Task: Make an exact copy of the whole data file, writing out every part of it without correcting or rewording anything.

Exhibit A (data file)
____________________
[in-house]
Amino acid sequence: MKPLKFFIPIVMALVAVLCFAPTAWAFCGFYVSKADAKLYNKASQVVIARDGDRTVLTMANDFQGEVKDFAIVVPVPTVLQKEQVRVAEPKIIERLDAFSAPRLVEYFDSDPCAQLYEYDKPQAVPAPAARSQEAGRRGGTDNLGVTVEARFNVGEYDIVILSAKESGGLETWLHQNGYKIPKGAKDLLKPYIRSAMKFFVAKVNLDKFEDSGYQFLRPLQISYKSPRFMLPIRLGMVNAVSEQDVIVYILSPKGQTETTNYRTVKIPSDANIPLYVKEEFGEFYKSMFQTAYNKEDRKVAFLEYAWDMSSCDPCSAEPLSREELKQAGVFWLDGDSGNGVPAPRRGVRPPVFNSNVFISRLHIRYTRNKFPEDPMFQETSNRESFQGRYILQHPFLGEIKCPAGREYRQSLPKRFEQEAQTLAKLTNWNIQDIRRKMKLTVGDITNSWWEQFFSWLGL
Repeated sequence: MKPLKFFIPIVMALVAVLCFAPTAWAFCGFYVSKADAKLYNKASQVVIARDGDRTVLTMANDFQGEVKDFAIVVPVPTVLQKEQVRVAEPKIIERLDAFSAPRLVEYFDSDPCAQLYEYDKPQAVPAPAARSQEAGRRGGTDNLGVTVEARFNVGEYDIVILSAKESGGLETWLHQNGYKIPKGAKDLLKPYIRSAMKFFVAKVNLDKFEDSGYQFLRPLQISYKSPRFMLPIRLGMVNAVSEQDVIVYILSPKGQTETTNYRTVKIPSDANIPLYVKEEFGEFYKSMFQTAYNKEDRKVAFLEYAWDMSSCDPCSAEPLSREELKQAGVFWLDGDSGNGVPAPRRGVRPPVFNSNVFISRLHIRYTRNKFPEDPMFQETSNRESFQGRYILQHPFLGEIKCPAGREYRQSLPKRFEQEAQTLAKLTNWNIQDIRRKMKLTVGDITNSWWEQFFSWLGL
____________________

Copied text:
[in-house]
Amino acid sequence: MKPLKFFIPIVMALVAVLCFAPTAWAFCGFYVSKADAKLYNKASQVVIARDGDRTVLTMANDFQGEVKDFAIVVPVPTVLQKEQVRVAEPKIIERLDAFSAPRLVEYFDSDPCAQLYEYDKPQAVPAPAARSQEAGRRGGTDNLGVTVEARFNVGEYDIVILSAKESGGLETWLHQNGYKIPKGAKDLLKPYIRSAMKFFVAKVNLDKFEDSGYQFLRPLQISYKSPRFMLPIRLGMVNAVSEQDVIVYILSPKGQTETTNYRTVKIPSDANIPLYVKEEFGEFYKSMFQTAYNKEDRKVAFLEYAWDMSSCDPCSAEPLSREELKQAGVFWLDGDSGNGVPAPRRGVRPPVFNSNVFISRLHIRYTRNKFPEDPMFQETSNRESFQGRYILQHPFLGEIKCPAGREYRQSLPKRFEQEAQTLAKLTNWNIQDIRRKMKLTVGDITNSWWEQFFSWLGL
Repeated sequence: MKPLKFFIPIVMALVAVLCFAPTAWAFCGFYVSKADAKLYNKASQVVIARDGDRTVLTMANDFQGEVKDFAIVVPVPTVLQKEQVRVAEPKIIERLDAFSAPRLVEYFDSDPCAQLYEYDKPQAVPAPAARSQEAGRRGGTDNLGVTVEARFNVGEYDIVILSAKESGGLETWLHQNGYKIPKGAKDLLKPYIRSAMKFFVAKVNLDKFEDSGYQFLRPLQISYKSPRFMLPIRLGMVNAVSEQDVIVYILSPKGQTETTNYRTVKIPSDANIPLYVKEEFGEFYKSMFQTAYNKEDRKVAFLEYAWDMSSCDPCSAEPLSREELKQAGVFWLDGDSGNGVPAPRRGVRPPVFNSNVFISRLHIRYTRNKFPEDPMFQETSNRESFQGRYILQHPFLGEIKCPAGREYRQSLPKRFEQEAQTLAKLTNWNIQDIRRKMKLTVGDITNSWWEQFFSWLGL